Each cone snail species expresses roughly one hundred to several hundred conopeptide genes. These conopeptide genes are thought to be under diversifying selection. Alternative splicing have been detected for at least one conopeptide. Main mechanism for increasing the variability of conopeptides appears to be the post-translational modification. Maturation process of conopeptides includes cleavage of both the signal and propeptide along with various other processers such as the formation of disulfide bridges, C-terminal amidation, and hydroxylation of proline at its C-4 site [7]. To date, 16 different naturally occurring post-translational modifications have been described for conopeptides. Cleavage of the N-terminal pro-peptide is not sitespecific and amino acids can also be cleaved from the C-terminus. Both alternative post-translational modifications and cleavage of the pre-pro-peptide are reported to be observed. For instance, venom peptide from Conus marmoreus contains an average of 20 different and a maximum of 72 unique masses per precursor sequence.


Con-ikot-ikot was identified from the venom of the cone snail, C. Striatus. It is a unique conotoxin eliciting effects on the alpha-amino-3-hydroxyl-5-methyl-4-isoxazole propionic acid receptors, thereby inhibiting channel desensitisation. This conotoxin precursor encoded a large number of conotoxins having around 86 amino acid residues. This conopeptide exists as covalent homodimer with three inter-subunit disulphides. This homodimeric peptide toxin fills the gap in between the amino terminal- and ligand binding domains of the AMPA receptor. This proves the insight of this peptide into receptor desensitization and paves the way for the development of new therapeutic agent [8].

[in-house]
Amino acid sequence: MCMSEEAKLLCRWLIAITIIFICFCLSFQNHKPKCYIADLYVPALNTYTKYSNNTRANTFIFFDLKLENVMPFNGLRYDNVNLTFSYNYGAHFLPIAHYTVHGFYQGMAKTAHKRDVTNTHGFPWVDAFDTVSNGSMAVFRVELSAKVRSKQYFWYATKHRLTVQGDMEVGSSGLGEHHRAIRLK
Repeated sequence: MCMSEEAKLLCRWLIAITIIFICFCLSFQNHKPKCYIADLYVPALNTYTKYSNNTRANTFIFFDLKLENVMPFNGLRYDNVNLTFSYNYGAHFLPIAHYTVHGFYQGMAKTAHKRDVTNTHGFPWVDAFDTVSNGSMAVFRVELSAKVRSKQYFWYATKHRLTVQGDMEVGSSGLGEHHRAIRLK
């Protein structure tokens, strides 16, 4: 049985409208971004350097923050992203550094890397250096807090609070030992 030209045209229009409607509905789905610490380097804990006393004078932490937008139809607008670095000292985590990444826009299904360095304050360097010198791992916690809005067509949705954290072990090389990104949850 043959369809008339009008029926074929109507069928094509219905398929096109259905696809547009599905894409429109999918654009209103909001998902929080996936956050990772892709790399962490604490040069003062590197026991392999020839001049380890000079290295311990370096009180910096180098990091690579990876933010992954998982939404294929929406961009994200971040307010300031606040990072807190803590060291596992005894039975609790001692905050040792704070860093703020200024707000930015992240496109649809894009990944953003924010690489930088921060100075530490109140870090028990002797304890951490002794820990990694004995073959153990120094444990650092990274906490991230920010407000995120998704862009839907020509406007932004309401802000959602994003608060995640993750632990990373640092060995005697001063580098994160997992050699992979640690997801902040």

Con-ikot-ikot was isolated from Conus striatus. It has 86 amino acid residues with an average mass of 9432.69. The first 27 amino-acids have been sequenced by Edman degradation. X-ray crystallographic data indicates that it acts as an dimeric complex. Agonist is required for toxin-receptor binding. Toxin spans the receptor gating ring. Conus striatus toxins acts as a positive allosteric modulator and as orthosteric agonists [9]. Analysis of con-ikot-ikot to hippocampal slices caused rapid increase in resting AMPAR-mediated current leading to neuronal death. Conotoxin p21a, has a unique 10cystein, 5disulfide and does not form a dimer